Stockholm, Sweden
Stockholm, Sweden

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Morling S.,Sweco Environment | Plaza E.,KTH Royal Institute of Technology
Desalination and Water Treatment | Year: 2011

Many earlier publication presented the lowest temperature of 10°C as feasible for nitrification process. The article evaluates long-term experience with biological nitrogen removal at low temperatures (between 2 and 10°C), studied at four wastewater treatment plants operated with SBR-technology: Holbaek (Denmark), Nowy Targ (Poland), Nynäshamn and Skaulo (Sweden). Influence if nitrogen loads and COD/N ratio on nitrification rate was studied. Despite of operation at low temperatures during 3-4 months of the year good relation between the nitrogen load and the specific nitrification rate has been obtained. Long-term studies regarding nitrification, temperature and SRT demonstrated that the actually needed (aerated) SRT were lower than the normally recommended values. In some cases the nitrification was maintained at a lower efficiency even during non-aerated phases due to remaining free oxygen in the reactor that is used for nitrification. © 2011 Desalination Publications.


The large-scale geological structure of the crystalline rock at the proposed high-level nuclear waste repository site at Forsmark, Sweden, has been classified in terms of deformation zones of elevated fracture frequency. The rock between deformation zones was divided into fracture domains according to fracture frequency. A methodology to constrain the geometric and hydraulic parameters that define a discrete fracture network (DFN) model for each fracture domain is presented. The methodology is based on flow logging and down-hole imaging in cored boreholes in combination with DFN realizations, fracture connectivity analysis and pumping test simulations. The simulations suggest that a good match could be obtained for a power law size distribution where the value of the location parameter equals the borehole radius but with different values for the shape parameter, depending on fracture domain and fracture set. Fractures around 10-100 m in size are the ones that typically form the connected network, giving inflows in the simulations. The report also addresses the issue of up-scaling of DFN properties to equivalent continuous porous medium (ECPM) bulk flow properties. Comparisons with double-packer injection tests provide confidence that the derived DFN formulation of detailed flows within individual fractures is also suited to simulating mean bulk flow properties and their spatial variability. © 2013 Springer-Verlag Berlin Heidelberg.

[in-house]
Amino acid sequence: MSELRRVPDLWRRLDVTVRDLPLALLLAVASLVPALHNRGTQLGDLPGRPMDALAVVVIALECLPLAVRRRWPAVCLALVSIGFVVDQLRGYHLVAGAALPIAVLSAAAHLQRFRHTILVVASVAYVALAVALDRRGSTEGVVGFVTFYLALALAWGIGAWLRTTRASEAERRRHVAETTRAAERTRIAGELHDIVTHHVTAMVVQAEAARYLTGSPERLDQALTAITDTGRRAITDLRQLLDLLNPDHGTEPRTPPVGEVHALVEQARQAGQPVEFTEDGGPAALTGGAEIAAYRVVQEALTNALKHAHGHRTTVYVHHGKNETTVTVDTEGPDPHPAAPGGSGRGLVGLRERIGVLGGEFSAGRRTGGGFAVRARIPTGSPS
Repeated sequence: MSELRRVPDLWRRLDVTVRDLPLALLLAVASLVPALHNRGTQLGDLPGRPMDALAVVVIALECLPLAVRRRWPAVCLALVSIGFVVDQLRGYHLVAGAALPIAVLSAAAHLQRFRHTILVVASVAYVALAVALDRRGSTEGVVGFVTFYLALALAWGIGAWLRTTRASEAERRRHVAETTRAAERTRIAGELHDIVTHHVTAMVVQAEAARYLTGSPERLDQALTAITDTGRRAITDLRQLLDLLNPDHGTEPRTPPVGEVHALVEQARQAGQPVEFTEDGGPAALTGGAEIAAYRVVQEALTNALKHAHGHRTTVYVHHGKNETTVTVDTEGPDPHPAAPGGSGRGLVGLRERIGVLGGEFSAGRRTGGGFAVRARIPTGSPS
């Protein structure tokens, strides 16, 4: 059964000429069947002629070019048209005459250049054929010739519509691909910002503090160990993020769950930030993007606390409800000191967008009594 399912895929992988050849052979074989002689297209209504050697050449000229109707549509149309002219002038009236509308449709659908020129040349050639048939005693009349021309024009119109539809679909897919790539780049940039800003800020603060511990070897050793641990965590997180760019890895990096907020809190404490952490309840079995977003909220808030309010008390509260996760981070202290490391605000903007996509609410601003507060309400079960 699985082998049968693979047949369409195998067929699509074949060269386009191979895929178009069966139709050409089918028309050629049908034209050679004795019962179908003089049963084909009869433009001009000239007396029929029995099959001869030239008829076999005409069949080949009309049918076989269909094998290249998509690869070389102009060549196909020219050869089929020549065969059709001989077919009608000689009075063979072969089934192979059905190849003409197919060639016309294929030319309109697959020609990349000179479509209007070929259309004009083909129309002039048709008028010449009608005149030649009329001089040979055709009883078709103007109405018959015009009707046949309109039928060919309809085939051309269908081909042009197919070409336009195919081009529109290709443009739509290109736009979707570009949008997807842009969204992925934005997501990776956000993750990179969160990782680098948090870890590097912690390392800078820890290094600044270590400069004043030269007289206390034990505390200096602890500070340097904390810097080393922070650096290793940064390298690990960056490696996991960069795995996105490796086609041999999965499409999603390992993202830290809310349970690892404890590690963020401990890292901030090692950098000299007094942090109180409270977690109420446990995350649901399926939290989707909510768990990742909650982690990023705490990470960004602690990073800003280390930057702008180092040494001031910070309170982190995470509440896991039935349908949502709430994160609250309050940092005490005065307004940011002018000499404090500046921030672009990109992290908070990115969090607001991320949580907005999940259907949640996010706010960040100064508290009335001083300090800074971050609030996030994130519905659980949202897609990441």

Ulusoy I.,Hacettepe University | Ulusoy I.,Lund University | Dahlin T.,Lund University | Bergman B.,SWECO Environment
Hydrogeology Journal | Year: 2015

Managed aquifer recharge (MAR) is an efficient way to remove organic matter from raw water and, at the same time, reduce temperature variation. Two MAR sites were constructed by Karlskrona municipality on Johannishus Esker in Sweden. One of these sites, Vång, was monitored for electrical conductivity and electrical resistivity (using electrical resistivity tomography - ERT) during a 9-week tracer infiltration test. The aim of the monitoring was to map the pathways of the infiltrated water, with the overall goal to increase the efficiency of the MAR. ERT proved useful in determining both the nature of the esker formation and the water migration pathways. In Vång, the esker ridge follows a tectonically controlled paleo-valley. The fault/fracture zone in the bedrock along this paleo-valley was mapped. During the tracer test, the infiltrated water was detected in the area close to the infiltration ponds, whereas far-situated observation wells were less affected. For sequential infiltration and recharge periods in MAR, the timing of the well pumping is another important factor. Natural groundwater flow direction was a determinant in the infiltration process, as expected. ERT measurements provide supplementary data for site selection, for monitoring the functionality of the MAR sites, and for revealing the geological, hydrogeological and structural characteristics of the site. © 2014, Springer-Verlag Berlin Heidelberg.


Ulusoy E.,Hacettepe University | Ulusoy E.,Lund University | Dahlin T.,Lund University | Bergman B.,SWECO Environment
Hydrogeology Journal | Year: 2015